The world it seems is full of blog posts about RSS – really simple syndication, for the non-dorks. Apparently it’s dead. Or dying. Or very much alive.
RSS is a standard for publishing the latest content on a site with regular updates – such as a news site, or a blog – in a machine readable form which can then be used by other sites or applications to republish it.
Here’s an example of the sort of panicky things people are saying:
If RSS isn’t saved now, if browser vendors don’t realise the potential of RSS to save users a whole bunch of time and make the web better for them, then the alternative is that I will have to have a Facebook account, or a Twitter account, or some such corporate-controlled identity, where I have to “Like” or “Follow” every website’s partner account that I’m interested in, and then have to deal with the privacy violations and problems related with corporate-owned identity owning a list of every website I’m interested in (and wanting to monetise that list), and they, and every website I’m interested in, knowing every other website I’m interested in following, and then I have to log in and check this corporate owned identity every day in order to find out what’s new on other websites, whilst I’m advertised to, because they are only interested in making the biggest and the best walled garden that I can’t leave.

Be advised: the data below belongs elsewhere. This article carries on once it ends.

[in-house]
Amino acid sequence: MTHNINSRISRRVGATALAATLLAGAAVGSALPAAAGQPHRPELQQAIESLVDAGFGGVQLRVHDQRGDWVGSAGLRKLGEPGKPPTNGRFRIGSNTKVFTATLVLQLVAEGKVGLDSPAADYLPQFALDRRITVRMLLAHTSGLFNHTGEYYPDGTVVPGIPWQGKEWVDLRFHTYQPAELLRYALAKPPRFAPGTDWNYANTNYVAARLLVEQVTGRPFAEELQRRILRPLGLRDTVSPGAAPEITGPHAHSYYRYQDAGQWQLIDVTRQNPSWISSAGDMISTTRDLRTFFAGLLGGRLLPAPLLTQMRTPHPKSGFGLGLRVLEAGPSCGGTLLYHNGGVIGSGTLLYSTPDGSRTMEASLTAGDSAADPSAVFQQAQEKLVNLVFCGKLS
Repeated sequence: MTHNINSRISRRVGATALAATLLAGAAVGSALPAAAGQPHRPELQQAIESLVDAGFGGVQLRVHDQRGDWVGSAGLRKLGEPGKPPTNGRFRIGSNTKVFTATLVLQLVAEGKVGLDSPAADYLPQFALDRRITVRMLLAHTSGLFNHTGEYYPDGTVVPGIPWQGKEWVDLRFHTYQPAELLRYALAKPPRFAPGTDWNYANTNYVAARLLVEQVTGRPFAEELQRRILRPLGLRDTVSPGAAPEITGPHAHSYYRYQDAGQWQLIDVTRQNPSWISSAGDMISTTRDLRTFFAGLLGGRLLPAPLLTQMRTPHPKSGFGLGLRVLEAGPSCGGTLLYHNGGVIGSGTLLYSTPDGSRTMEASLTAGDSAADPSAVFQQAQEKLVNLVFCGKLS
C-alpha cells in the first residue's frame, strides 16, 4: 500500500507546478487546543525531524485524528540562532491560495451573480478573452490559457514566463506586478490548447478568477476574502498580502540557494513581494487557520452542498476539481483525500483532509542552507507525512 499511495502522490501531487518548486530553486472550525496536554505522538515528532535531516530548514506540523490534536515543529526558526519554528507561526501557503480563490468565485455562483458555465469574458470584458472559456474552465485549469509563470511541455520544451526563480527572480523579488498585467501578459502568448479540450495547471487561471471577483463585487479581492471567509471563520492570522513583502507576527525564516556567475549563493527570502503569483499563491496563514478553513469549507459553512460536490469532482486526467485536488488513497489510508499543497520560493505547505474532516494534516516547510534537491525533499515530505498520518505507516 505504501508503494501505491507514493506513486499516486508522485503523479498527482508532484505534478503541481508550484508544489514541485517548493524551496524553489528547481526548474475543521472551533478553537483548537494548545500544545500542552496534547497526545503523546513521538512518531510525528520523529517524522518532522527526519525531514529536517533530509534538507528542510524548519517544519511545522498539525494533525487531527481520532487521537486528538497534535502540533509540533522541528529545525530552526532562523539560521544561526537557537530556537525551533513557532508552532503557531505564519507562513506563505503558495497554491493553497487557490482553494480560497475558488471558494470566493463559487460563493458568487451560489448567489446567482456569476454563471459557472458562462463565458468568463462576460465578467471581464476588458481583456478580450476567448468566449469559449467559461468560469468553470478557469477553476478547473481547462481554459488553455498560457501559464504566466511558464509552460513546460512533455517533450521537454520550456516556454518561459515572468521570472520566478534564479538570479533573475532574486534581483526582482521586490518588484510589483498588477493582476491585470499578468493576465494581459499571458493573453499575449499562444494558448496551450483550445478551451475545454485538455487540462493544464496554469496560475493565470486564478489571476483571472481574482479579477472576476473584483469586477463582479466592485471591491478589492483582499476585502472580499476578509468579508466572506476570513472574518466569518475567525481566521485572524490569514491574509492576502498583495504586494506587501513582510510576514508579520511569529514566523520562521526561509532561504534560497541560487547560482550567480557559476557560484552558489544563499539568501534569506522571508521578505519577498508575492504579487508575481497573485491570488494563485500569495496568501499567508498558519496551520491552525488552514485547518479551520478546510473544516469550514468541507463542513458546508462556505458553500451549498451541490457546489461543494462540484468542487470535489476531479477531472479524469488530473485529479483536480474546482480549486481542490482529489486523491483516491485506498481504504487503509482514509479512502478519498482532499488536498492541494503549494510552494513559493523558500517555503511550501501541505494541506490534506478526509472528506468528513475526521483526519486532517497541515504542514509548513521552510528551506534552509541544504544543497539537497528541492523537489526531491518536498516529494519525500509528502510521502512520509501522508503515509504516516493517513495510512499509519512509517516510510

Anyone still awake?
Here’s the thing for me: RSS cannot ‘die’ because it is a standard and not a service. Even if every website on the planet stopped producing an RSS feed, it wouldn’t die. It just wouldn’t be used much. There is no RSS corporation and so talking about its death is, well, exaggerated.
The other point is that this is a discussion about consumer use of RSS, which tends to be in the form of using an aggregator to pull in the latest content from all your favourite sites into one place. I use Google Reader to subscribe to about 750 sites, for instance.
I said ‘tends to’ but if I am honest a tiny number of people actually do this. Most get their links from Twitter or Facebook and by having bookmarks to their real favourites. Indeed, quite a few people who used to use an aggregator are now relying on social networks rather than managing their own list of feeds.
To this I respond, so what? People move on. I’m still in love with Google Reader, but there are plenty of others who are just as connected and up to speed as me (if not more so) who have given up. The world won’t end.
It’s also irrelevant for the future of RSS, which will continue to be an important part of the infastructure of the web. Lots of sites and applications use RSS feeds as the source of their content. This won’t end soon.
At the end of the day, RSS was never going to be a consumer technology, and it didn’t take off in the enterprise either. It just wasn’t good enough at tackling the issue of infobesity, and people have turned instead to using their friends and contacts on social networks as their filters.
Update: Thanks to @baskers who pointed out I had missed the ‘Drink!’ out of the title originally.